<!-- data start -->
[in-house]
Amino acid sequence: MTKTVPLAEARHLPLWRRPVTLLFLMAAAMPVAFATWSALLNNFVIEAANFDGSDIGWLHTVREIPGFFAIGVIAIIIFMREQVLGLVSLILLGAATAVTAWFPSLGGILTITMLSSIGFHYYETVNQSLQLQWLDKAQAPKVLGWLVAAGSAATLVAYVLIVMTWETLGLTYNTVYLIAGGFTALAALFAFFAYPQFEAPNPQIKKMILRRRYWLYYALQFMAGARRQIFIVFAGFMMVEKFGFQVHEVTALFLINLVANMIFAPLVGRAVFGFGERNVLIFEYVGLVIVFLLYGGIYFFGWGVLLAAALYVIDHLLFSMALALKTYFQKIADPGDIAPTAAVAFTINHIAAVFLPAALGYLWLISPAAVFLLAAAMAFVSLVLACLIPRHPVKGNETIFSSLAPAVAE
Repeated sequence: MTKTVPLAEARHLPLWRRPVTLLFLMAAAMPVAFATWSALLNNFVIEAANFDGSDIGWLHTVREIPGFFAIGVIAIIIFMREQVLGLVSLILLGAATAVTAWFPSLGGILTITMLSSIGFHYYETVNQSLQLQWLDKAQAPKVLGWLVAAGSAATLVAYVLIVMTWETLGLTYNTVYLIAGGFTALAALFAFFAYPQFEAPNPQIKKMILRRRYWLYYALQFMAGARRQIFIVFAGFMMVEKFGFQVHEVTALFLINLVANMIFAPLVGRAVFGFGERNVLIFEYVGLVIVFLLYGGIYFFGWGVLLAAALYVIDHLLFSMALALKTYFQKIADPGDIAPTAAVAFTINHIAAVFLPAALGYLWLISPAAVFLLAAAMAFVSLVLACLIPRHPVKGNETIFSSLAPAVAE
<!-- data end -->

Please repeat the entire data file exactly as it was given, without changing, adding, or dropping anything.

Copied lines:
[in-house]
Amino acid sequence: MTKTVPLAEARHLPLWRRPVTLLFLMAAAMPVAFATWSALLNNFVIEAANFDGSDIGWLHTVREIPGFFAIGVIAIIIFMREQVLGLVSLILLGAATAVTAWFPSLGGILTITMLSSIGFHYYETVNQSLQLQWLDKAQAPKVLGWLVAAGSAATLVAYVLIVMTWETLGLTYNTVYLIAGGFTALAALFAFFAYPQFEAPNPQIKKMILRRRYWLYYALQFMAGARRQIFIVFAGFMMVEKFGFQVHEVTALFLINLVANMIFAPLVGRAVFGFGERNVLIFEYVGLVIVFLLYGGIYFFGWGVLLAAALYVIDHLLFSMALALKTYFQKIADPGDIAPTAAVAFTINHIAAVFLPAALGYLWLISPAAVFLLAAAMAFVSLVLACLIPRHPVKGNETIFSSLAPAVAE
Repeated sequence: MTKTVPLAEARHLPLWRRPVTLLFLMAAAMPVAFATWSALLNNFVIEAANFDGSDIGWLHTVREIPGFFAIGVIAIIIFMREQVLGLVSLILLGAATAVTAWFPSLGGILTITMLSSIGFHYYETVNQSLQLQWLDKAQAPKVLGWLVAAGSAATLVAYVLIVMTWETLGLTYNTVYLIAGGFTALAALFAFFAYPQFEAPNPQIKKMILRRRYWLYYALQFMAGARRQIFIVFAGFMMVEKFGFQVHEVTALFLINLVANMIFAPLVGRAVFGFGERNVLIFEYVGLVIVFLLYGGIYFFGWGVLLAAALYVIDHLLFSMALALKTYFQKIADPGDIAPTAAVAFTINHIAAVFLPAALGYLWLISPAAVFLLAAAMAFVSLVLACLIPRHPVKGNETIFSSLAPAVAE